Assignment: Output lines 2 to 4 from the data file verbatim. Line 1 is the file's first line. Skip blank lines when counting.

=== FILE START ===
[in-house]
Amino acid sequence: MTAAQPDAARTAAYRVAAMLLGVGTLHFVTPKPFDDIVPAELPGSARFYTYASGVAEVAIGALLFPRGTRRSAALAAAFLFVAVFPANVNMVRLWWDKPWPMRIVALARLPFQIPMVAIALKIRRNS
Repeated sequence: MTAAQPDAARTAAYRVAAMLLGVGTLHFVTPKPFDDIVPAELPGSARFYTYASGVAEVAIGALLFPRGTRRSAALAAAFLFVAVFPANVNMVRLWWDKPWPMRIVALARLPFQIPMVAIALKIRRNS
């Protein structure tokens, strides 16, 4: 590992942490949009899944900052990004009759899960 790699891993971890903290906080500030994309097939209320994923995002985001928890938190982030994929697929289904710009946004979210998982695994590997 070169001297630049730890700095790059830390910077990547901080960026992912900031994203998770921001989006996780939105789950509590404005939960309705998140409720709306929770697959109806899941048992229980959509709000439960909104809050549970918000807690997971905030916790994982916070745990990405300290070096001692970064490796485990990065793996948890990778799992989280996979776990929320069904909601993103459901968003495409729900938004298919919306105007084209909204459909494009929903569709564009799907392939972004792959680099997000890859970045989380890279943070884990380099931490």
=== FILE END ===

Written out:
Amino acid sequence: MTAAQPDAARTAAYRVAAMLLGVGTLHFVTPKPFDDIVPAELPGSARFYTYASGVAEVAIGALLFPRGTRRSAALAAAFLFVAVFPANVNMVRLWWDKPWPMRIVALARLPFQIPMVAIALKIRRNS
Repeated sequence: MTAAQPDAARTAAYRVAAMLLGVGTLHFVTPKPFDDIVPAELPGSARFYTYASGVAEVAIGALLFPRGTRRSAALAAAFLFVAVFPANVNMVRLWWDKPWPMRIVALARLPFQIPMVAIALKIRRNS
């Protein structure tokens, strides 16, 4: 590992942490949009899944900052990004009759899960 790699891993971890903290906080500030994309097939209320994923995002985001928890938190982030994929697929289904710009946004979210998982695994590997 070169001297630049730890700095790059830390910077990547901080960026992912900031994203998770921001989006996780939105789950509590404005939960309705998140409720709306929770697959109806899941048992229980959509709000439960909104809050549970918000807690997971905030916790994982916070745990990405300290070096001692970064490796485990990065793996948890990778799992989280996979776990929320069904909601993103459901968003495409729900938004298919919306105007084209909204459909494009929903569709564009799907392939972004792959680099997000890859970045989380890279943070884990380099931490």